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"The baby's going to get AD because of me!" she wept.

Hearing this, Adam moaned and leaned his forehead against hers. "Is that why you're feeling guilty? Honey, we don't know the baby will inherit AD. It has a fifty percent chance of not having the gene at all."

"But," Charlie continued to weep, "it's going to grow up without a mother!"

"Hey, now," Adam brushed the hair away from her tearstained face, "we don't know that, either. There's hope, Charlie. You may very well have a long and full life ahead of you, so don't give up so quickly!"

Burying her face against Adam's shirt, Charlie continued to cry. She had felt like crying for the past few days, but hadn't had a good excuse to break into tears until now.

Quietly, Adam hugged his wife. Fear kept nipping at his heels, but Adam continued to remind himself that he loved and trusted Charlie.

After Charlie had had a good cry, she went into the bathroom to clean her face.

Adam remained on the bed, thoughtfully silent.

"I feel so ridiculous," confessed Charlie, running a little water into the bathroom sink and splashing it onto her face. "Expectant mothers are supposed to be happy, and I'm acting as though someone has just died! Oh, Adam! Whoever thought this would happen to us? I thought you couldn't have kids!"

"Yeah," muttered Adam. He paused. "Charlie..." When Adam didn't finish his thought out loud, Charlie came into the bedroom with a towel to dry her face.

"What?" she asked.

Adam groaned and looked very uncomfortable. "If I'm not completely honest with you," he sighed, "I know what's going to happen to me."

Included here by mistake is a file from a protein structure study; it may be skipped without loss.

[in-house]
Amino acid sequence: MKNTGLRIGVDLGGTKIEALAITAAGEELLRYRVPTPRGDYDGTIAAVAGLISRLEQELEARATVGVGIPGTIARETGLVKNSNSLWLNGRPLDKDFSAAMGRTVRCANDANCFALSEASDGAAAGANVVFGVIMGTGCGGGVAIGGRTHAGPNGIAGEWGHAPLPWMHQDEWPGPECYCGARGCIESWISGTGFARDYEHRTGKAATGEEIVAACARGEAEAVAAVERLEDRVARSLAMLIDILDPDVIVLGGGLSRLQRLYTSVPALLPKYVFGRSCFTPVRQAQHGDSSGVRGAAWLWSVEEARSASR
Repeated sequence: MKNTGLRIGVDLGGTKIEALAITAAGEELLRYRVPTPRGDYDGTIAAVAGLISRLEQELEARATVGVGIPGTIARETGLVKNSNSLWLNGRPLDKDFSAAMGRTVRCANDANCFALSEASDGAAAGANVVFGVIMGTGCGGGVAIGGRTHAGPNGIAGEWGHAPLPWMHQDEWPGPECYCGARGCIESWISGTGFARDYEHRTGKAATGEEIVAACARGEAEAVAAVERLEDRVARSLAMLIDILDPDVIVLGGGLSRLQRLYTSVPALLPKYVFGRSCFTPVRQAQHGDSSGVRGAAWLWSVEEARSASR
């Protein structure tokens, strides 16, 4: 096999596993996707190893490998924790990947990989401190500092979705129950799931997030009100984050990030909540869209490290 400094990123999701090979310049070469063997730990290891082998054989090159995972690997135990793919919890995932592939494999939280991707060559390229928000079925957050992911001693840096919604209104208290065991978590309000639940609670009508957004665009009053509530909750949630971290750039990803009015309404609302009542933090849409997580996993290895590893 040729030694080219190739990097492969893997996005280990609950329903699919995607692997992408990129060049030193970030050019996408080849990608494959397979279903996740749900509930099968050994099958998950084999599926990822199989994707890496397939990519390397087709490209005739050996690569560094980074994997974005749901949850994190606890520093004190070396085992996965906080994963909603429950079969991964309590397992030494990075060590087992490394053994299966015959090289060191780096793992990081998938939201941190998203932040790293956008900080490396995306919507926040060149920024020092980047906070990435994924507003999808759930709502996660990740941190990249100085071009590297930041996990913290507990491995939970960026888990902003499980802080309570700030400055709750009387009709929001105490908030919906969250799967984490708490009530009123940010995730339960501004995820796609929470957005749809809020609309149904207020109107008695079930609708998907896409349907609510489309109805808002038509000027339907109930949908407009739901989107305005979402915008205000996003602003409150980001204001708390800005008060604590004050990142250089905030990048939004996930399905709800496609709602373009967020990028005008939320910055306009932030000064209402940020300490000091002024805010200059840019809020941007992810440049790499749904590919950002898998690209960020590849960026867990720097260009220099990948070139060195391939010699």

"What are you talking about?" puzzled Charlie, finishing with the towel and letting it drop to the floor so she could get back on the bed with Adam. As Charlie rested her head against Adam's chest, he sighed heavily.

"I love you," he reminded her, "and that means I trust you." At this, Charlie's head bobbed up and she stared at him hesitantly.

"What are you trying to tell me?" she wondered.

"According to what my doctor told me," explained Adam, "I can't father any babies."

"I guess you should've gotten a second opinion," smiled Charlie, "because your doctor was wrong!"

"I did get a second opinion," informed Adam. "And a third, and a fourth."

Charlie was no longer smiling. After a moment or two to reflect on the situation, she straitened her back and folded her arms indignantly. "So?" she asked.

The unflinching gleam in her eyes did Adam's heart a lot of good, and he half wanted to back out of finishing his thought out loud.

"Don't think you can stop there, Adam Wallace Clark," pressed Charlie.

Adam winced. He always knew he was in trouble when she used his full name.
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